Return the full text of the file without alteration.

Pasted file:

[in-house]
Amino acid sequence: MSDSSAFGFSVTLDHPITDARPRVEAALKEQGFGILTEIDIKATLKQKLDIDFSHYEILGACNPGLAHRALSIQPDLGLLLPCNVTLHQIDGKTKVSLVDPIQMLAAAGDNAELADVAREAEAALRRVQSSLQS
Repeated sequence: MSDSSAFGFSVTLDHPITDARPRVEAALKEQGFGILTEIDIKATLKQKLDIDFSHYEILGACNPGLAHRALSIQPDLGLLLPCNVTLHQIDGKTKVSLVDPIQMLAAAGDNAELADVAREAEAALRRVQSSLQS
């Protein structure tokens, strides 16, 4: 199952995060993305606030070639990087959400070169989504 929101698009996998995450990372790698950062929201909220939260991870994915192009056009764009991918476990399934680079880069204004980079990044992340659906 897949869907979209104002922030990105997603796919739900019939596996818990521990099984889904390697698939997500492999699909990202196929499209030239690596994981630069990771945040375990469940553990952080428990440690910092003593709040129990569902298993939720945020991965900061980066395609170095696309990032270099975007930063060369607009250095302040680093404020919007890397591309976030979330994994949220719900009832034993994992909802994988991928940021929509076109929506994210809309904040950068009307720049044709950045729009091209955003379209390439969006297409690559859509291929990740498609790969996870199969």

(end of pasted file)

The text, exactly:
[in-house]
Amino acid sequence: MSDSSAFGFSVTLDHPITDARPRVEAALKEQGFGILTEIDIKATLKQKLDIDFSHYEILGACNPGLAHRALSIQPDLGLLLPCNVTLHQIDGKTKVSLVDPIQMLAAAGDNAELADVAREAEAALRRVQSSLQS
Repeated sequence: MSDSSAFGFSVTLDHPITDARPRVEAALKEQGFGILTEIDIKATLKQKLDIDFSHYEILGACNPGLAHRALSIQPDLGLLLPCNVTLHQIDGKTKVSLVDPIQMLAAAGDNAELADVAREAEAALRRVQSSLQS
């Protein structure tokens, strides 16, 4: 199952995060993305606030070639990087959400070169989504 929101698009996998995450990372790698950062929201909220939260991870994915192009056009764009991918476990399934680079880069204004980079990044992340659906 897949869907979209104002922030990105997603796919739900019939596996818990521990099984889904390697698939997500492999699909990202196929499209030239690596994981630069990771945040375990469940553990952080428990440690910092003593709040129990569902298993939720945020991965900061980066395609170095696309990032270099975007930063060369607009250095302040680093404020919007890397591309976030979330994994949220719900009832034993994992909802994988991928940021929509076109929506994210809309904040950068009307720049044709950045729009091209955003379209390439969006297409690559859509291929990740498609790969996870199969």